Favorite quote: “You don’t forget the face of the person who was your last hope.”
I am WAY late to the party with this one, but I finally read The Hunger Games this year. I’m 99% sure everyone on earth has already read this book, but in case you haven’t, The Hunger Games is a dystopian thriller that takes place in post-apocalyptic North America. The nation of Panem is divided into 12 districts ruled by the oppressive Capitol. Every year, the government forces each district to send two teenagers, randomly picked via lottery, to participate in a fight to the death that’s broadcasted on live TV for the entertainment of the Capitol citizens. It sounds pretty messed up, but that’s kind of the point. Katniss Everdeen, our main character, lives in District 12, and the book opens with District 12’s reaping ceremony, where the tributes to this year’s Hunger Games will be picked. To have your name drawn in the reaping is an almost certain death sentence. So when Katniss’s innocent little sister is chosen, Katniss volunteers to take her place with the universally quoted line, “I volunteer as tribute!” Katniss is determined to survive, even if the odds will never be in her favor, but only one person can make it out of the arena alive…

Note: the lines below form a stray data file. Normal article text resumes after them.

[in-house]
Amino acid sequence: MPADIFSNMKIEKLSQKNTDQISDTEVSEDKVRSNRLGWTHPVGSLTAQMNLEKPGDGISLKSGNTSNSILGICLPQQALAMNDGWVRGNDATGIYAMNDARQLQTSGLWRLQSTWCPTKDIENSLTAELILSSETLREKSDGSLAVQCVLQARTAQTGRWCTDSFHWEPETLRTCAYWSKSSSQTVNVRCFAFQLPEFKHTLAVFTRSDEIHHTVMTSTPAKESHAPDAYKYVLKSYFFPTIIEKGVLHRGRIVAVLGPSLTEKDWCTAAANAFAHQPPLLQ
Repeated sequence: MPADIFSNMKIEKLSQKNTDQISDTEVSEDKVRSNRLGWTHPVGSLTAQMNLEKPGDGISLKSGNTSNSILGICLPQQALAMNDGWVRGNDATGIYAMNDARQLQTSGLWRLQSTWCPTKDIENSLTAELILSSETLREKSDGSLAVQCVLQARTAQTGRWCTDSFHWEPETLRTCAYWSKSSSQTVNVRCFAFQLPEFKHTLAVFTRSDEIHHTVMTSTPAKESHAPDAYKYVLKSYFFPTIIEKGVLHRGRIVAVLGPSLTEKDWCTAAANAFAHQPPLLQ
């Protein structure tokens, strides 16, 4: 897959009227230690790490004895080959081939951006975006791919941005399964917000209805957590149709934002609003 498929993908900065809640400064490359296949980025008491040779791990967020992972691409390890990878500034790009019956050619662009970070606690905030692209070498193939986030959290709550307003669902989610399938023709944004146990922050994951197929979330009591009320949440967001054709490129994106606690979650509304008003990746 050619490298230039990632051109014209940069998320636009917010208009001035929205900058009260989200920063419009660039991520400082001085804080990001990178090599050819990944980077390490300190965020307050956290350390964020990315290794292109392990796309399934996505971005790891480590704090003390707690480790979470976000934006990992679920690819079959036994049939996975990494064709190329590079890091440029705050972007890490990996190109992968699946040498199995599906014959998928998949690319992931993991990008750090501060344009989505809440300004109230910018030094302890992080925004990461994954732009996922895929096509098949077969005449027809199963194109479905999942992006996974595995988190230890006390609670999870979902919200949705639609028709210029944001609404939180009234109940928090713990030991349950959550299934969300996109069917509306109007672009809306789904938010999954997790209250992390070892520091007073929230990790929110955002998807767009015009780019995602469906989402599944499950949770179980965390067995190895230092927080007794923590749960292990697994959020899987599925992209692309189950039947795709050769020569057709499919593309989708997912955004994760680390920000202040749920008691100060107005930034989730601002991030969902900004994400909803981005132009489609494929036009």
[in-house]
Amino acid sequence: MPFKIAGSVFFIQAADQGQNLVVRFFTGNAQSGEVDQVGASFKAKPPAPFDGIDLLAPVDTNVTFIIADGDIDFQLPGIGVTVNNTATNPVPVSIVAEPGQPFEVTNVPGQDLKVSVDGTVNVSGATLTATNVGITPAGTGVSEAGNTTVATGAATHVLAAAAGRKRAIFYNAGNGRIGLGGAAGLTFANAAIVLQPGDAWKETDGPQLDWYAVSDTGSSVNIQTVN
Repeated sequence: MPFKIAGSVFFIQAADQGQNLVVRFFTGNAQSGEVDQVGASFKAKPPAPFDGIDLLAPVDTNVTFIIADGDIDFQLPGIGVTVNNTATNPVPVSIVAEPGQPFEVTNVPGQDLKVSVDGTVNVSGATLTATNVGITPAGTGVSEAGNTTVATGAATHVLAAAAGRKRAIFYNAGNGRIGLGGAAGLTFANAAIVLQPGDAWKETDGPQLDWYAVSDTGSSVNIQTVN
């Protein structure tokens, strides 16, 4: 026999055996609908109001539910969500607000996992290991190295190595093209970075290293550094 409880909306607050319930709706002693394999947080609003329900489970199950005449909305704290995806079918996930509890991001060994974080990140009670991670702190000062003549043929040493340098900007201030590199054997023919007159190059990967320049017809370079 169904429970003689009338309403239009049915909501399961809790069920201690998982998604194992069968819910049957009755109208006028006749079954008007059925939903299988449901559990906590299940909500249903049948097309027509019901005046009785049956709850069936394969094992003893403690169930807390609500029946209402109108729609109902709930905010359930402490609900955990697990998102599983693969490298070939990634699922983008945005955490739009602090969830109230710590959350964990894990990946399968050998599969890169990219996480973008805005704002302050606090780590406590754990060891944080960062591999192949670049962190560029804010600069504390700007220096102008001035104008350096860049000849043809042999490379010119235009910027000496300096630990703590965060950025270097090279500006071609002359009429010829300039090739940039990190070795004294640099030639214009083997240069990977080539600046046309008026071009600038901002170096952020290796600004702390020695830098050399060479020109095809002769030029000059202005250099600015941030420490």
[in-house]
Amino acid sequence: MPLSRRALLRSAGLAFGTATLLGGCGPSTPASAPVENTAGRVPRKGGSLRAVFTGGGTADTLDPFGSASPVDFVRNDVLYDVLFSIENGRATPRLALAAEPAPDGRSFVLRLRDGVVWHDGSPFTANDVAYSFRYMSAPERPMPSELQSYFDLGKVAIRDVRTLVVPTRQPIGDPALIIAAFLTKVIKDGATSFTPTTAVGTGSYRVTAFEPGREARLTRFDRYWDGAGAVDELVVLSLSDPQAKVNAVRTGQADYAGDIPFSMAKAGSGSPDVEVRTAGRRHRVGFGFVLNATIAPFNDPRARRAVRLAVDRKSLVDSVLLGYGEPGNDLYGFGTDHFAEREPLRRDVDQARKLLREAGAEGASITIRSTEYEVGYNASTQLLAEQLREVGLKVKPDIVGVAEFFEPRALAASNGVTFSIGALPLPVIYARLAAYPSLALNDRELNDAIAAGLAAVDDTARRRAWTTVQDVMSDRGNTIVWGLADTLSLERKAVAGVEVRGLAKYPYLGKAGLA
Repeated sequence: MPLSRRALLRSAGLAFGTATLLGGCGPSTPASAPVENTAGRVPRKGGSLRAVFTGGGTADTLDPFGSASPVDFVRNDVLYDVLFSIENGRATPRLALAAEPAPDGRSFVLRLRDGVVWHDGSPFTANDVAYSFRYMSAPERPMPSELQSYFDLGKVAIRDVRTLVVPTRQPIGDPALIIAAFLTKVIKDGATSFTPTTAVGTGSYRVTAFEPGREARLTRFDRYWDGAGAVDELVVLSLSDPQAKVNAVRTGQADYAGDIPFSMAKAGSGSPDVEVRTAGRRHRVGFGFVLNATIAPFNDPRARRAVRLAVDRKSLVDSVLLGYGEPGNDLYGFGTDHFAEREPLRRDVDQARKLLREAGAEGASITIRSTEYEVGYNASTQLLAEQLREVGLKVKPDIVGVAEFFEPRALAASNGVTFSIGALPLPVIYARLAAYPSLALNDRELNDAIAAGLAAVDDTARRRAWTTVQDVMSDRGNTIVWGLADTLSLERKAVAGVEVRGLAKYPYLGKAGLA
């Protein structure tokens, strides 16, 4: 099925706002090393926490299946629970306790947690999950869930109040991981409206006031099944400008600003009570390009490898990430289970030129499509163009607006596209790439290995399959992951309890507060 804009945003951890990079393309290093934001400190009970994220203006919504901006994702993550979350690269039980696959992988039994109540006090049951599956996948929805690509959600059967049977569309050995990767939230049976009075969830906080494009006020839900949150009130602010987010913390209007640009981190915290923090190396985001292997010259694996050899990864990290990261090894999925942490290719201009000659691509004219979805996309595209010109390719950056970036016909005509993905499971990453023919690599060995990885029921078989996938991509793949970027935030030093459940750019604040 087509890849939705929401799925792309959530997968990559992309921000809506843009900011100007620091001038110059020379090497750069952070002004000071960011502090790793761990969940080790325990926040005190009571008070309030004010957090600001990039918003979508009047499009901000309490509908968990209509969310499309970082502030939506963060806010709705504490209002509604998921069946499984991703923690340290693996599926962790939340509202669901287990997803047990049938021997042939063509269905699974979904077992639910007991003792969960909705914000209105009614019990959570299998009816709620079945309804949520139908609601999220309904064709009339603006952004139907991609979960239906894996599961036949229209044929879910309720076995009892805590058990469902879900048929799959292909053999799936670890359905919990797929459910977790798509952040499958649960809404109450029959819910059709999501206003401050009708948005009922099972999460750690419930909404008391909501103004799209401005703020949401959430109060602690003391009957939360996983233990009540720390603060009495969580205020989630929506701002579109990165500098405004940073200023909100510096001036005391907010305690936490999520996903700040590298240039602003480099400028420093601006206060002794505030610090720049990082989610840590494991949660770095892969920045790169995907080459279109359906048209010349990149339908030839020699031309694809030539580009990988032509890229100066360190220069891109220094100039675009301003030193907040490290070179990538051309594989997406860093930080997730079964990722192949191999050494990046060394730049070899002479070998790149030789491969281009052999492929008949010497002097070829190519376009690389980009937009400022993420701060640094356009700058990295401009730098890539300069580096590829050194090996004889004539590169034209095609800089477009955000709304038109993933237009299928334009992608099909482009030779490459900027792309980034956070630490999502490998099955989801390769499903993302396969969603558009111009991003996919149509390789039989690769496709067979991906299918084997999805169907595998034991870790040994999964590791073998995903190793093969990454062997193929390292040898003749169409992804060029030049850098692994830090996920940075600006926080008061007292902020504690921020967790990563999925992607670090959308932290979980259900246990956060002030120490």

This book is a real page-turner, so if you love plot-driven action novels you will definitely enjoy it. I couldn’t put it down. I really loved Katniss’s character; she is strong, intelligent, down-to-earth and independent, and unlike many YA heroines, she isn’t boy-crazy. It wasn’t a 5-star read for me, though, because it seemed a little underdeveloped. The best books are the ones that make you think, and although The Hunger Games deals with issues like desensitization to violence, lack of compassion for other people, and the impact of vanity and shallowness, its message was a little subtle. The plot seemed designed mostly to grab the attention of readers looking for an exciting story, and it was extremely fast-paced. This isn’t a bad thing, but I wish Collins took more time to explore the societal issues reflected in her dystopian universe. And then there’s the violence: be warned that this is a violent book and there is a lot of blood, guts, and gore. Nothing too bad, but it gets kind of graphic. Overall, though, The Hunger Games was a good read and I’d recommend it for anyone interested in sci-fi, action or dystopia.
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